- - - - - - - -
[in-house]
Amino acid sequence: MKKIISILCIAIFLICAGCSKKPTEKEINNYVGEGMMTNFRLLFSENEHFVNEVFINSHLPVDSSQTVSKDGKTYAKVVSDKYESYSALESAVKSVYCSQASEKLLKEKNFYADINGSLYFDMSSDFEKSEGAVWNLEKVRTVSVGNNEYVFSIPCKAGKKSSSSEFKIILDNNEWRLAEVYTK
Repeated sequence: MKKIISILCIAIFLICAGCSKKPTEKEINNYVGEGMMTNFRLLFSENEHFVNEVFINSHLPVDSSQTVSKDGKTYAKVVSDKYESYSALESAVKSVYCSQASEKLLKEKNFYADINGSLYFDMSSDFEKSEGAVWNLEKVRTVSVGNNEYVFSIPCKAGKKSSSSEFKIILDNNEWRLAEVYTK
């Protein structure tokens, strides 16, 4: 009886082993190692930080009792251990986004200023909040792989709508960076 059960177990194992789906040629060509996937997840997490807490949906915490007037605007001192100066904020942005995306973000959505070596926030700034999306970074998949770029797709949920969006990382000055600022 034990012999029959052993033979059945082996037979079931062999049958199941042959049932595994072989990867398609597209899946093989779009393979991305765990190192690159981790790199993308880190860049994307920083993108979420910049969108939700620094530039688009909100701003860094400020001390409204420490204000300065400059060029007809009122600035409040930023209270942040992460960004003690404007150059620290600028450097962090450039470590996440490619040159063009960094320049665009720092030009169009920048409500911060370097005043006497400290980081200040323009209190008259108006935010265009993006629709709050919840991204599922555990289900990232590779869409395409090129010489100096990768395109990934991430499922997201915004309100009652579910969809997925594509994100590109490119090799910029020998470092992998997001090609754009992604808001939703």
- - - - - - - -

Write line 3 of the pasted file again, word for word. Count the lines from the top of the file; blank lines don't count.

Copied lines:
Repeated sequence: MKKIISILCIAIFLICAGCSKKPTEKEINNYVGEGMMTNFRLLFSENEHFVNEVFINSHLPVDSSQTVSKDGKTYAKVVSDKYESYSALESAVKSVYCSQASEKLLKEKNFYADINGSLYFDMSSDFEKSEGAVWNLEKVRTVSVGNNEYVFSIPCKAGKKSSSSEFKIILDNNEWRLAEVYTK